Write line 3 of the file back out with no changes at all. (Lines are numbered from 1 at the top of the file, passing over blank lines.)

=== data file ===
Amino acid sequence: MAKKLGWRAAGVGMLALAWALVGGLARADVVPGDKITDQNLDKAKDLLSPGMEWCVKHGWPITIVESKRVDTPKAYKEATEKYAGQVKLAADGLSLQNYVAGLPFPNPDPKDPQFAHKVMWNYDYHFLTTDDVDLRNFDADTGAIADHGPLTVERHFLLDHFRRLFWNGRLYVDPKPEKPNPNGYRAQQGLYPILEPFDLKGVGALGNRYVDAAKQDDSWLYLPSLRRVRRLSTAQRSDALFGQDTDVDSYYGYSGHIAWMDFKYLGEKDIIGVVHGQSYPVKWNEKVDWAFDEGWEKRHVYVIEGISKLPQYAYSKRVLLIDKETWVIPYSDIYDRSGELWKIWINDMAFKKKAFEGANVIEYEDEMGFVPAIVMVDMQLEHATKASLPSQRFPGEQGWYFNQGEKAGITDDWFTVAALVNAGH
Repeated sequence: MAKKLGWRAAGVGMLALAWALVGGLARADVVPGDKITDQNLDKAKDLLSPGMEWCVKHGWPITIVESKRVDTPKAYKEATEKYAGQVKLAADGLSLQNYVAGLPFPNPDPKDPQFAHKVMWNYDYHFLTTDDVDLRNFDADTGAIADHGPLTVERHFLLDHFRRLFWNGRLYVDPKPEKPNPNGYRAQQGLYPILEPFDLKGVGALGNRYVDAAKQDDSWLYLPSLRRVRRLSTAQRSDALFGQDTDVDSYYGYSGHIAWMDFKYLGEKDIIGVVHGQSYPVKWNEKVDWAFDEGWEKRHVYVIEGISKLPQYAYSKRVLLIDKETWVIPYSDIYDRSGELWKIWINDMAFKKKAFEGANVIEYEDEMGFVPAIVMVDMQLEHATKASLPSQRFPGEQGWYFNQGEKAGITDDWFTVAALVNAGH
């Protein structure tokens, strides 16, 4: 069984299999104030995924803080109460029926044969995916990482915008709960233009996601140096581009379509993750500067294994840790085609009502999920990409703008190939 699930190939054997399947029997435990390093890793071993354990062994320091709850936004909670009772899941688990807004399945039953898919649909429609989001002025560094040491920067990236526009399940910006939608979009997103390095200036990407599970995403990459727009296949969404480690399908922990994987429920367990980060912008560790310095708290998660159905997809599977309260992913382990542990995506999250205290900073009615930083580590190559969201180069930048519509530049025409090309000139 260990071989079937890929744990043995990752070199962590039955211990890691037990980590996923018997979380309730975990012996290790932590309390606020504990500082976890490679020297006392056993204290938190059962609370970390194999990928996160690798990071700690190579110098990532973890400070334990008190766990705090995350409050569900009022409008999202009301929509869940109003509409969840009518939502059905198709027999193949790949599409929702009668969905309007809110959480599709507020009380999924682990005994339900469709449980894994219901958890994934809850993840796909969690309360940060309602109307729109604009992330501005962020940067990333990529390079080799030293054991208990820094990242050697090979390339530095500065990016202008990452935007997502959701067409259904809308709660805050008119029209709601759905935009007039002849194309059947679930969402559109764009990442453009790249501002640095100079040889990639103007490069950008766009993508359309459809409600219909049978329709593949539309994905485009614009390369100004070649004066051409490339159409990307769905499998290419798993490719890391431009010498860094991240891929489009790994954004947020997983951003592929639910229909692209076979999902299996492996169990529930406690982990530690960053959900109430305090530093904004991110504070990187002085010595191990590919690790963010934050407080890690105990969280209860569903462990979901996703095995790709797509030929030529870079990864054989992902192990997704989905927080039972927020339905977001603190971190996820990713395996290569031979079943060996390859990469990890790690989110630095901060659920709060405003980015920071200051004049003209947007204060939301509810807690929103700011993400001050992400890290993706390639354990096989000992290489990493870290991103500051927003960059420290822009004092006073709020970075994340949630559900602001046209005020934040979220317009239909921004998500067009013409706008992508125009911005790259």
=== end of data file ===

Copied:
């Protein structure tokens, strides 16, 4: 069984299999104030995924803080109460029926044969995916990482915008709960233009996601140096581009379509993750500067294994840790085609009502999920990409703008190939 699930190939054997399947029997435990390093890793071993354990062994320091709850936004909670009772899941688990807004399945039953898919649909429609989001002025560094040491920067990236526009399940910006939608979009997103390095200036990407599970995403990459727009296949969404480690399908922990994987429920367990980060912008560790310095708290998660159905997809599977309260992913382990542990995506999250205290900073009615930083580590190559969201180069930048519509530049025409090309000139 260990071989079937890929744990043995990752070199962590039955211990890691037990980590996923018997979380309730975990012996290790932590309390606020504990500082976890490679020297006392056993204290938190059962609370970390194999990928996160690798990071700690190579110098990532973890400070334990008190766990705090995350409050569900009022409008999202009301929509869940109003509409969840009518939502059905198709027999193949790949599409929702009668969905309007809110959480599709507020009380999924682990005994339900469709449980894994219901958890994934809850993840796909969690309360940060309602109307729109604009992330501005962020940067990333990529390079080799030293054991208990820094990242050697090979390339530095500065990016202008990452935007997502959701067409259904809308709660805050008119029209709601759905935009007039002849194309059947679930969402559109764009990442453009790249501002640095100079040889990639103007490069950008766009993508359309459809409600219909049978329709593949539309994905485009614009390369100004070649004066051409490339159409990307769905499998290419798993490719890391431009010498860094991240891929489009790994954004947020997983951003592929639910229909692209076979999902299996492996169990529930406690982990530690960053959900109430305090530093904004991110504070990187002085010595191990590919690790963010934050407080890690105990969280209860569903462990979901996703095995790709797509030929030529870079990864054989992902192990997704989905927080039972927020339905977001603190971190996820990713395996290569031979079943060996390859990469990890790690989110630095901060659920709060405003980015920071200051004049003209947007204060939301509810807690929103700011993400001050992400890290993706390639354990096989000992290489990493870290991103500051927003960059420290822009004092006073709020970075994340949630559900602001046209005020934040979220317009239909921004998500067009013409706008992508125009911005790259």